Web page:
Much of the TV-vs.-film debate was revisited in Mike S. Ryan’s recent Filmmaker magazine essay, aptly titled “TV Is Not the New Film.” It’s a thoughtfully written piece, if a bit prone at times to over-generalizing; I’m more stirred by Ryan’s arguments about what film can do than I am convinced by his claims about what television cannot. Yet I fully appreciate the impulse that I suspect drove him to write it in the first place, which is the sense that audiences are generally more receptive to television — which offers in abundance the addictive pleasures of serial narrative — than they are to certain strains of cinema, in which style, tone and imagery can be crucial to grasping a movie’s meaning.
Ryan, of course, is himself an exemplar of this kind of underappreciated filmmaking, having produced Bela Tarr’s “The Turin Horse” and Kelly Reichardt’s “Old Joy” and “Meek’s Cutoff” — superb works all, but definitely not to be consumed anywhere outside a darkened theater, and with anything less than wide-awake attention. Which I mean very much as a compliment.
DEBRUGE: Listen, I’m a die-hard cinephile, but Ryan’s argument is not only wrong, but disingenuous. He describes the medium of television as much of it once operated — a relatively clumsy, multi-camera format where everything had to be communicated by dialogue, so viewers could be fixing dinner in the other room and still follow along — while pretending that directors such as Robert Bresson and Yasujiro Ozu are somehow representative of contemporary cinema. But the DVR revolution long ago made it possible for TV creators to take risks and serialize complex narratives, even requiring fans to carefully re-view certain episodes to pick up all the nuances.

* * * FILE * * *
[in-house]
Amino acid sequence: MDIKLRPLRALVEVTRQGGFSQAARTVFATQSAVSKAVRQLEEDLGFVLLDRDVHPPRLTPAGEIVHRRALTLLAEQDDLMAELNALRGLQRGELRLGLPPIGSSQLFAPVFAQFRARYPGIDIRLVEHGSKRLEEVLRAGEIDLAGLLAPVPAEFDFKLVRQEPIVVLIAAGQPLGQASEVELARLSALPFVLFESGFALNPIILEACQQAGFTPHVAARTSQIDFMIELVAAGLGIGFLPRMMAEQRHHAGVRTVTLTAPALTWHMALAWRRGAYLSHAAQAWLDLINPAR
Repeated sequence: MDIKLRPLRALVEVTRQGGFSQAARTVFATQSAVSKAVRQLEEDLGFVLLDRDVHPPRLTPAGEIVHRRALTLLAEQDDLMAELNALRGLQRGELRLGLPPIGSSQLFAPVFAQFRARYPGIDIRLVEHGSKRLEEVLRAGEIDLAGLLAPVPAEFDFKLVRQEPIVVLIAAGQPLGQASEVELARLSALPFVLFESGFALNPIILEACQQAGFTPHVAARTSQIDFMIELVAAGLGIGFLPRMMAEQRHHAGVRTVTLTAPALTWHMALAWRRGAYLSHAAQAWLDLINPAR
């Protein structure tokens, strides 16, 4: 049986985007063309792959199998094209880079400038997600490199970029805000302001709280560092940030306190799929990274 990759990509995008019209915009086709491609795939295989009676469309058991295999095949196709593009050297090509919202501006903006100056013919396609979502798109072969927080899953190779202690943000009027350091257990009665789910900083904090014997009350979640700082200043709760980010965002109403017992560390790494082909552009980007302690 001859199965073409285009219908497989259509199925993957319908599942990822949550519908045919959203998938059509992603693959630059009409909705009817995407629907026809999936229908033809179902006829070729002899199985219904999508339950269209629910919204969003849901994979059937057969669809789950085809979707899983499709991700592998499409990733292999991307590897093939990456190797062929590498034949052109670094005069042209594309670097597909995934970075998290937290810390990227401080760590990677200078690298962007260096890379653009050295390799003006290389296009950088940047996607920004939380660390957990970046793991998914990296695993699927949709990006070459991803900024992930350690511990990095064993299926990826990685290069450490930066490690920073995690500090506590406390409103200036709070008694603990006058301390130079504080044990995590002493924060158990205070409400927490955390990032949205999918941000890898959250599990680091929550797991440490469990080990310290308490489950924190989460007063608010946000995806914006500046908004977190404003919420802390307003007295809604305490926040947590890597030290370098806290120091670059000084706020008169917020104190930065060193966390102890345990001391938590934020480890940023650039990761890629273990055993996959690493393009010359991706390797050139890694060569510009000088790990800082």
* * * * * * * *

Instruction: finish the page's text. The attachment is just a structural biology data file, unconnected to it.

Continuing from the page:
At Cannes, jury co-president Ethan Coen admitted, “I haven’t watched a television show in decades.” (That’s too bad. The Coens directed my all-time favorite movie, “Fargo,” but the TV spinoff, while different, expands on many of the film’s strengths.) Anyway, it seems pretty clear to me that Ryan hasn’t been watching TV either, since there are obvious counterexamples for every argument he makes — like the one about how TV creators are forbidden from using silence (not true), while pretending that all film directors practice “pure cinema” (showing, not telling). What about the Emmy-nominated “Buffy the Vampire Slayer” episode “Hush”? Or the season-one finale of “Lost”? Or that all-sign-language episode of ABC Family’s “Switched at Birth”?
Today, American studio filmmaking is even more beholden to the demands of mass consumption than TV, which, in this fragmented-audience universe, has gotten every bit as experimental as the movies. (In animation, that’s why Pixar must try so hard to be even half as edgy as Adult Swim.) One of my favorite recent examples is “Fly,” a Rian Johnson-directed episode of “Breaking Bad” in which Walter White obsesses about an insect contaminating his meth lab. HBO and AMC series do that on a regular basis, devoting an entire episode to something digressive or wacky, and then making fans wait an entire week before picking up and advancing the narrative.